Jacques Urlus

9 January 1867 Hergenrath – 6 July 1935 Noordwijk

Picture of Jacques Urlus as Tannhäuser

Picture of Jacques Urlus as Siegmund

Picture of Jacques Urlus

Jacques Urlus singsDie Walküre: Winterstürme wichen dem Wonnemond
In RA format
The town where Urlus was born belongs to Belgium today and belonged to Germany at the time; Urlus' father was a foreman at a local iron foundry. However, both parents were Dutch, and they sooned returned to the Netherlands, where Jacques Urlus grew up in Tilburg. He became a steel worker like his father.

His voice was discovered in an amateur choir, but he was to poor to afford proper vocal studies, and had to make do with a few lessons every now and then. He was thus largely an autodidact when making his concert debut in 1890, and his operatic debut in Amsterdam as Beppe in 1894. Soon, his Lohengrin had a good reputation in the Netherlands, and in 1898, he was invited to sing Lohengrin and Tannhäuser in Hannover. He turned down a five-year-contract offered by the Frankfurt opera house, because he wanted to have the whole summer off since he nourished hopes of being hired by the Bayreuth Festival, and so he returned to Amsterdam.

In 1900, he went to Leipzig, which was to be his artistic homebase for the most part of his career. Every year, he would make guest appearances in Amsterdam and Antwerp; he also sang at the Munich and Vienna Court Operas, the Berlin Krolloper, at Covent Garden, in Dresden, Frankfurt, Stuttgart, Hamburg and Prague, and at long last, he made his Bayreuth debut as Siegmund in 1911.

In 1912, he sang in the USA for the first time (Tristan in Boston), then he went back to Leipzig, and to Bayreuth in summer. From 1913 to 1917, he was the Met's foremost heldentenor. His debut there was a desaster (he sang Tristan, but only one and a half acts, then his voice failed because he had catched a severe cold), but already his second performance (as young Siegfried) was a triumph. He did not sing at the Met only, though; he continued to appear in Leipzig (and also at Covent Garden, at the Théâtre des Champs-Élysées or in Boston), and went back and forth between America and Europe. His association with the Met ended when the theater banned all German operas (Urlus' main fare) because of World War I.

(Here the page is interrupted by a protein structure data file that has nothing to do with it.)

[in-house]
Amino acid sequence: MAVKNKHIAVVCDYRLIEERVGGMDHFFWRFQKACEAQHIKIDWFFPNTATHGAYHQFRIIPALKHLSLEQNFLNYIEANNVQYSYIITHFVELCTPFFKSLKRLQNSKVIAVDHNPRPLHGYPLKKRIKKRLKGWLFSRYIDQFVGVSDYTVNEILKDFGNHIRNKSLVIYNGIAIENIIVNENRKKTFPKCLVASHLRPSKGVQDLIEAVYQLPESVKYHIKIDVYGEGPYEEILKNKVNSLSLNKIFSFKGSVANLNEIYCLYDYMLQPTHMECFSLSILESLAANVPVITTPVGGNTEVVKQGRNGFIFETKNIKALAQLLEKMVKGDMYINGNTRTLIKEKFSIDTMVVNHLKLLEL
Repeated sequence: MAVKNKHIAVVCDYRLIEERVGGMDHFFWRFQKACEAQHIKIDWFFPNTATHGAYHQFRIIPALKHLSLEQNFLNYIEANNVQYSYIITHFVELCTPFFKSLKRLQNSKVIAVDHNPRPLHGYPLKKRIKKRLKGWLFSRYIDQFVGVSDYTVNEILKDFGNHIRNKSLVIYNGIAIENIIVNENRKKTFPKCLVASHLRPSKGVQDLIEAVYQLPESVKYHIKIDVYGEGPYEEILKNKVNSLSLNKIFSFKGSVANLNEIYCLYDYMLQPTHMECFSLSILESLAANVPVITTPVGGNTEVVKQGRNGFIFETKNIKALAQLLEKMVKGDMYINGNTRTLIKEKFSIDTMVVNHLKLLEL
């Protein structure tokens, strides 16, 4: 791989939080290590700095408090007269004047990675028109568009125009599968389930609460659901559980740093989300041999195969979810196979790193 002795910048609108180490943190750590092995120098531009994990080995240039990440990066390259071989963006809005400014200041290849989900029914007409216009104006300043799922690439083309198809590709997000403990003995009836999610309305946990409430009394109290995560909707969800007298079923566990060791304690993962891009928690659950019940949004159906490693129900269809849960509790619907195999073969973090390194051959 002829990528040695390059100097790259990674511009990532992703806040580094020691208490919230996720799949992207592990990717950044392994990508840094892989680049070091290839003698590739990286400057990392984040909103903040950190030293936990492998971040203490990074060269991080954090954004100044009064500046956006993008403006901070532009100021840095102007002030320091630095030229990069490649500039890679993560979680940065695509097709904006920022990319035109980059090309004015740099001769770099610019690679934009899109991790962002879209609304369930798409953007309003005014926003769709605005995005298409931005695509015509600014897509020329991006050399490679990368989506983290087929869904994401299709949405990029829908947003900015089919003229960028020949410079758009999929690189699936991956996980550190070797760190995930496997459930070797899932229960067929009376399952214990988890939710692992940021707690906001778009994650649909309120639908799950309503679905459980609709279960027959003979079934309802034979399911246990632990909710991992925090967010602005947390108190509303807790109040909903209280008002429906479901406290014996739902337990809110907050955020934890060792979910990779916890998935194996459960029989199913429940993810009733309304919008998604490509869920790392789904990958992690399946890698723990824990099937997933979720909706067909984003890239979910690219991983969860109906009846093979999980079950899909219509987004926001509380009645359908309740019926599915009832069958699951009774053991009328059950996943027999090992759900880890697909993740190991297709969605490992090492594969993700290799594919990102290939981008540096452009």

He returned to Leipzig for the year 1918, then he lived in the Netherlands and made only guest appearances: Copenhagen, Stockholm (1918–20), Covent Garden again, La Monnaie (1925–30), Amsterdam, Antwerp, Berlin Volksoper (1922–25), Berlin Staatsoper (1926/27), the Zoppot and Salzburg festivals, New York once more (Manhattan Opera House, 1923). He retired in 1933.

Urlus' repertory was very vast: while he was best-known for his Wagner (Lohengrin, Tristan, Stolzing, Tannhäuser, Siegmund, both Siegfrieds, Parsifal), he also sang Tamino (until late in his career!), Florestan, Raoul, Don José, Faust, Samson, Manrico, Radames or Otello, plus everything from Bach's oratorios to Mahler in concert.

Reference 1, reference 2, reference 3: Dutch Divas, reference 4: Kutsch & Riemens

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